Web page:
Frequently Asked Questions About New Zealand

  • Almost any time of year as far as we’re concerned. There is a commonly held belief, particularly in the Northern Hemisphere, that New Zealand is almost anchored off Antarctica. Therefore, northern seasonal rules can be applied to NZ meaning that December, January and February (northern June, July, August) must be the best months.

    New Zealand is much further north than it looks on a map and the capital city Wellington, just about in the middle of the country, is actually on the same latitude as Barcelona.

    The Pacific Ocean moderates the climate so it is quite temperate all year round without too many extremes, but there are obvious variations according to geography.

    The far north is basically subtropical and the far south is cooler.  The prevailing winds come from the southwest, so the western side of the country gets more rainfall. But the weather is also unpredictable and moves across the islands quite quickly, so it is rare to have long, boring spells of any type of weather. Hang around for a while and it will change.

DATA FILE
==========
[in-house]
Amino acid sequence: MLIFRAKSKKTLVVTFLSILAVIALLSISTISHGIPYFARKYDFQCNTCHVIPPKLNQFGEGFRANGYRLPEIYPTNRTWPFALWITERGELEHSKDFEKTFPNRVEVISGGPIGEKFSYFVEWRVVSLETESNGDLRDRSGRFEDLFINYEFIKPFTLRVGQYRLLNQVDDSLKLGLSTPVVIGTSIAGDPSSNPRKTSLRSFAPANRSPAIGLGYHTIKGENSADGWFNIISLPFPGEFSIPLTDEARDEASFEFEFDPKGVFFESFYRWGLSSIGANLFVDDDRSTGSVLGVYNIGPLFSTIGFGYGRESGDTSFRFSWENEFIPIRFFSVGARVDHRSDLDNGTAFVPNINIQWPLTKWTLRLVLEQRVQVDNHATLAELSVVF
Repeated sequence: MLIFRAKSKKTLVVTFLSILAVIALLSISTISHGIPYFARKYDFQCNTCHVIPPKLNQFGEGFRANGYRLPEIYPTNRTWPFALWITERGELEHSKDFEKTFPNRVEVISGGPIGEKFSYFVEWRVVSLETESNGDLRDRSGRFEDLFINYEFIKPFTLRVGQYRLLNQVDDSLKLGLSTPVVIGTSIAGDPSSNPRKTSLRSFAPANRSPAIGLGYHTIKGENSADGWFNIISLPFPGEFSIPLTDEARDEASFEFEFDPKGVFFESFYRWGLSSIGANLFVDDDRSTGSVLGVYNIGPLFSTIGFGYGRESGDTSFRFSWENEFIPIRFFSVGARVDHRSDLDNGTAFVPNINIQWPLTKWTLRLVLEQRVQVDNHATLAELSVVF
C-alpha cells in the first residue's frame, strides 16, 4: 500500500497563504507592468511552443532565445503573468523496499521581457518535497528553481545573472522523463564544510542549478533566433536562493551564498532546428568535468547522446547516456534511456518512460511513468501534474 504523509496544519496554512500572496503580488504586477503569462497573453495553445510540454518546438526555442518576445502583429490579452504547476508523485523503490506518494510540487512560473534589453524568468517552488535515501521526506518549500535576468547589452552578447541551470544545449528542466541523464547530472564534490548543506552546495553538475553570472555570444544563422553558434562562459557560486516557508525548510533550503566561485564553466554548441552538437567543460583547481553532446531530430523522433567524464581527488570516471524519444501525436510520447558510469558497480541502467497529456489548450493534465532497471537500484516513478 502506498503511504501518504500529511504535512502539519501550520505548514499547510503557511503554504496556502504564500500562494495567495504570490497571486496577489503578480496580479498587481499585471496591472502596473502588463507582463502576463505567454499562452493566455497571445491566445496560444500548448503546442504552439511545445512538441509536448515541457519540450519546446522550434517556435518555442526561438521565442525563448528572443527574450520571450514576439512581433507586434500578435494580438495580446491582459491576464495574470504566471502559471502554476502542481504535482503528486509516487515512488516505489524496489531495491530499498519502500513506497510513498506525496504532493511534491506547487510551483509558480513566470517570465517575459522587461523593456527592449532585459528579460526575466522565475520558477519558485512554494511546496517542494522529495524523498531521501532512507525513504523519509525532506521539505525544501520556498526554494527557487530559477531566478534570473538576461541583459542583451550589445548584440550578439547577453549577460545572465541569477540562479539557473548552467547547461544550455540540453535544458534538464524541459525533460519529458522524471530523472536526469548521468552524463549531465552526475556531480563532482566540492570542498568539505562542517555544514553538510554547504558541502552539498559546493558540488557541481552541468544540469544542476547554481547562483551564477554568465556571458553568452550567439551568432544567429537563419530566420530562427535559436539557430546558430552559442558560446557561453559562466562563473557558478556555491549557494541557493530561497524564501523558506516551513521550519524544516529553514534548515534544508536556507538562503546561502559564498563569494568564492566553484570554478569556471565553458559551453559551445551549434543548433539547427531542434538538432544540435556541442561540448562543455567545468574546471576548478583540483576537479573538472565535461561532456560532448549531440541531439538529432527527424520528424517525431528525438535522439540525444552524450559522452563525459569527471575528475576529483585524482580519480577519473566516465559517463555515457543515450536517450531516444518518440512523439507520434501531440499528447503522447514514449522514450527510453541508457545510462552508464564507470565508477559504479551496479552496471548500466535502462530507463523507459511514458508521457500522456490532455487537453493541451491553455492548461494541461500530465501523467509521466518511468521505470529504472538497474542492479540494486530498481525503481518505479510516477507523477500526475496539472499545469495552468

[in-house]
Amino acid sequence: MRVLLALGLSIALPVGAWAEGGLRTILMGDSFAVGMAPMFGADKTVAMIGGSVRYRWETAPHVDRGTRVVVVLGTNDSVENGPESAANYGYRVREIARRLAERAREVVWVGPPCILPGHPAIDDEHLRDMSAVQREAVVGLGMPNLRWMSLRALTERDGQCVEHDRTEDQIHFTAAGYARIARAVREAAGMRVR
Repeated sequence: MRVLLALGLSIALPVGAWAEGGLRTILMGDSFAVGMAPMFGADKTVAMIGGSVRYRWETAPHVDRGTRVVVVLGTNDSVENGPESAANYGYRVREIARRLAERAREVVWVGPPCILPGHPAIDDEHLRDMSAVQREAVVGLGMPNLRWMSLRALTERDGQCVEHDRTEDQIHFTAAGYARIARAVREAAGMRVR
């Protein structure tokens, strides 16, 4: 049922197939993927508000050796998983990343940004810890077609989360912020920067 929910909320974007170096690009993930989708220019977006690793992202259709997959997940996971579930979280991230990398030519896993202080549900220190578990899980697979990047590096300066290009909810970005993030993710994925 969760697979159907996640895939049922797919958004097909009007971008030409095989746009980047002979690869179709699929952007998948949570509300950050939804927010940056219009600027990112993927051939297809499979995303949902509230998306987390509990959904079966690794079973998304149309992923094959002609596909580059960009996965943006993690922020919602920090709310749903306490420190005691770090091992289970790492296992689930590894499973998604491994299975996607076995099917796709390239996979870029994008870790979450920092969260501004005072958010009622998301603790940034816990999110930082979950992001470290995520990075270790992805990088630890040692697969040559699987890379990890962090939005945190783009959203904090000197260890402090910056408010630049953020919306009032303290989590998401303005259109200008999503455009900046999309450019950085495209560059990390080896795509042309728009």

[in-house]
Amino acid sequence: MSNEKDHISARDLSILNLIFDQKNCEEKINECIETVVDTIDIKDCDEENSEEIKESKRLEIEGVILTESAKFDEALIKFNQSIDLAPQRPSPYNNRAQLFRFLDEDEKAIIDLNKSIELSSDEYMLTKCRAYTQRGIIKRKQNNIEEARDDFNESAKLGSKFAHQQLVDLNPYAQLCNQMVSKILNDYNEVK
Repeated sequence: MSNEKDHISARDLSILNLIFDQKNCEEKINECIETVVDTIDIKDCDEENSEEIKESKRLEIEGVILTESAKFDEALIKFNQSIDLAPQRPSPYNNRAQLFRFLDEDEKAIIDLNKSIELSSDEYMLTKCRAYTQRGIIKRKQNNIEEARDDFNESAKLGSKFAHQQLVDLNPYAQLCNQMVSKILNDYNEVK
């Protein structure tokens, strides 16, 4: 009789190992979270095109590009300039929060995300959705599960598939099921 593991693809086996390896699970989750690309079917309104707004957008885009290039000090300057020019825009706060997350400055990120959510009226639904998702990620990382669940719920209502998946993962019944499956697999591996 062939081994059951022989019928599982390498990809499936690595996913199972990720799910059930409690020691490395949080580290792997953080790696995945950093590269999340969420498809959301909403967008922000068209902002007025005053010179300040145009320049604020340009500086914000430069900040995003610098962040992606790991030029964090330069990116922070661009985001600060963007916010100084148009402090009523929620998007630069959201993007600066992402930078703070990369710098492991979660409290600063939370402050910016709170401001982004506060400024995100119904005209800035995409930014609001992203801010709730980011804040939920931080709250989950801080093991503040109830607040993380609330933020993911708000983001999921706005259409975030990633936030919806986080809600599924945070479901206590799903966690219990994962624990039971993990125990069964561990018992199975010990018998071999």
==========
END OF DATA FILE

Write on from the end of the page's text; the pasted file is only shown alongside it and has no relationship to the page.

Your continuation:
So, back to the question. The only months that we’d say aren’t ideal are June and July as this is the middle of winter and although it may not be all that cold, the days are shorter.

    August and September are quiet, not that New Zealand is ever that busy, and great for skiing in the mountainous parts of the country. October, November and December are spring and this is a lovely time for wildlife and nature enthusiasts as the new growth emerges and the birds are breeding.

    January and February are the height of summer although things can get a bit busier because of the Northern Hemisphere issue as mentioned above and the fact that is the summer school holidays.

    And March, April and into May is a lovely time of year — this is late summer/early autumn, the weather is usually at its most settled and the light and colours are beautiful.

  • New Zealand customs regulations are very strict in relation to items that may bring agricultural diseases and pests into the country. You should declare any food items and also any walking, camping, sporting (including golf) or fly fishing equipment.

    It is particularly important that walking boots or shoes are declared and they should be very clean — an old toothbrush gets right into the tread.  There are fines for non-compliance with these regulations.